20 Million Gallons of Drinking Water Lost in UCLA Flood
The L.A. Department of Water and Power said that gusher of a "trunk line" break that caused massive flooding on the UCLA campus cost Angelenos 20 million gallons of perfectly good drinking water.
See also: UCLA Flooded by Tons of Water (PHOTOS)
What's perhaps more amazing than that figure is that the loss only represented about 4 percent of our daily water usage in the city, according to DWP spokesman Joe Ramallo.
One possible reason why Tuesday afternoon's Sunset Boulevard spout was so spectacular and why the flooding was so much worse than any storm has produced for the Westwood campus:
The break really involved two trunk water lines, not one. According to Ramallo:
... Two trunk lines that meet at a juncture were involved and both were operating at high pressure.
DWP spokeswoman MaryAnne Pierson told us that both 30-inch trunk lines leading into the Y-juncture cracked. "We also had some problems with valves after they broke," she said.
The dual nature of the situation is why it has taken so long to get the water under Sunset Boulevard shut off. In fact, the DWP said it still had not been shut off completely. Ramallo explained:
Water flow into the work area has slowed as LADWP water crews carefully work valves in the area to fully close off water to the site of the rupture. Valves are located near the break and along the two trunklines that connect at the point of a “Y” juncture where the break occurred, and connect to Stone Canyon Reservoir. Closing aged valves that operate at high pressure is a complex operation to ensure additional breaks on the lines do not occur.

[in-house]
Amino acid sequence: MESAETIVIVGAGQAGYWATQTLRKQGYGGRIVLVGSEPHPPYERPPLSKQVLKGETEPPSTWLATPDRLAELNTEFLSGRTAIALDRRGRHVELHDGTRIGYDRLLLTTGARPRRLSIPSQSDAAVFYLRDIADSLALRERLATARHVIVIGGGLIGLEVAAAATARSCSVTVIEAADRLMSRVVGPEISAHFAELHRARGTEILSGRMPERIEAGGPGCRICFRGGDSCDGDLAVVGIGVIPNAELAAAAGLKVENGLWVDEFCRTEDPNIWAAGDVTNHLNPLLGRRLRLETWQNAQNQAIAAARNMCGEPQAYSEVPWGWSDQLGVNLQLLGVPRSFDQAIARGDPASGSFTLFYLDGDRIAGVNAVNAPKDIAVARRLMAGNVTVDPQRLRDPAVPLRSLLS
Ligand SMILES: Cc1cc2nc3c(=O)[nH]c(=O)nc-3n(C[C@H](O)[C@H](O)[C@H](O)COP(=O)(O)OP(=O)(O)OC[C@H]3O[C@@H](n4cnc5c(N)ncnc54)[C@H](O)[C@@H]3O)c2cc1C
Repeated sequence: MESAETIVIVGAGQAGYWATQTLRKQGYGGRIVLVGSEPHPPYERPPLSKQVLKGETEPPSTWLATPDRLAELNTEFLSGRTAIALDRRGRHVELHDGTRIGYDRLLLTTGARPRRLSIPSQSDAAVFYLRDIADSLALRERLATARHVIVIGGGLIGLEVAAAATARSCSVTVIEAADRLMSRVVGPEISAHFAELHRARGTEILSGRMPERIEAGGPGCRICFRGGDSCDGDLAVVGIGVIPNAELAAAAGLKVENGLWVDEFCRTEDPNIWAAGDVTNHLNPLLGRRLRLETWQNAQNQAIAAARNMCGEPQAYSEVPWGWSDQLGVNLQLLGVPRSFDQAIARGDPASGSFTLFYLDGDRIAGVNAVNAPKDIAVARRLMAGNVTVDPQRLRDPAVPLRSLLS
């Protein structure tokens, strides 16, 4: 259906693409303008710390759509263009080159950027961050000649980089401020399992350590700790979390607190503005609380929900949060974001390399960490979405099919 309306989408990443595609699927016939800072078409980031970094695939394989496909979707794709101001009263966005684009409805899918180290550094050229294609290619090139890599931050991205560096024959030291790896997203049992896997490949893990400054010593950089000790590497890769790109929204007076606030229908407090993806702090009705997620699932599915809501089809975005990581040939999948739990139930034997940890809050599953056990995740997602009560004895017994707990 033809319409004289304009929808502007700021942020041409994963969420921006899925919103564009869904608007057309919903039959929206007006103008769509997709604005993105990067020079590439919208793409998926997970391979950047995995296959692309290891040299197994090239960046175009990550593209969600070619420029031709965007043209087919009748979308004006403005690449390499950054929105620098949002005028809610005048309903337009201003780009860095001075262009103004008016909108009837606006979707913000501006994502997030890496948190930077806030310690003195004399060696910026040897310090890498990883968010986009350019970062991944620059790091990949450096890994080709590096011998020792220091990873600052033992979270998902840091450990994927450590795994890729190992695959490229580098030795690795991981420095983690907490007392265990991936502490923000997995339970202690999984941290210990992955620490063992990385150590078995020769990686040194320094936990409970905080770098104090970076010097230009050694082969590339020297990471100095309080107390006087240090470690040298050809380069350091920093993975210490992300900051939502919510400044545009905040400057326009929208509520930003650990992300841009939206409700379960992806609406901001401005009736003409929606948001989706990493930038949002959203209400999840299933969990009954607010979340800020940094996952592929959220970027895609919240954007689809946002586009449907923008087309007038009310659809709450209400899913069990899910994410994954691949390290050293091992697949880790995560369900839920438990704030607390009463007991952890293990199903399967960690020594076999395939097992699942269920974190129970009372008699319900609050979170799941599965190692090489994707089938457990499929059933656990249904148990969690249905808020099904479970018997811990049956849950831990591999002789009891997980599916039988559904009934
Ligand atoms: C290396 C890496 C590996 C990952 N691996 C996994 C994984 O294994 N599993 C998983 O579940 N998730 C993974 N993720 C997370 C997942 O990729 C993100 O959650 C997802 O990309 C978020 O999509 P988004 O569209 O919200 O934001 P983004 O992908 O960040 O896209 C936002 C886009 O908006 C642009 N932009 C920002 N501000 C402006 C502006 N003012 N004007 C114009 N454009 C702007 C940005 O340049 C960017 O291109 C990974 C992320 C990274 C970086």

DWP workers might have to resort to Plan B, an inflatable balloon that can be inserted into a trunk line and filled with air to completely stop the flow of water, the spokesman said.
That would "allow for removal of the pipe juncture without having to shut down other major water trunk lines serving L.A.’s Westside," he stated.
The trunk lines were installed in 1921 and is part of the city's aging subterranean infrastructure that will, no doubt, be the topic of debate in City Hall in weeks to come.
UCLA is already saying that damage to the campus — water flooded two parking lots, as well as athletic facilities, offices and Pauley Pavilion — should be covered by L.A. taxpayers. We'd be willing to bet this will end up costing us at least $1 per gallon lost — if we're lucky.
Sunset Boulevard, by the way, will be closed until at least Friday, the department said.
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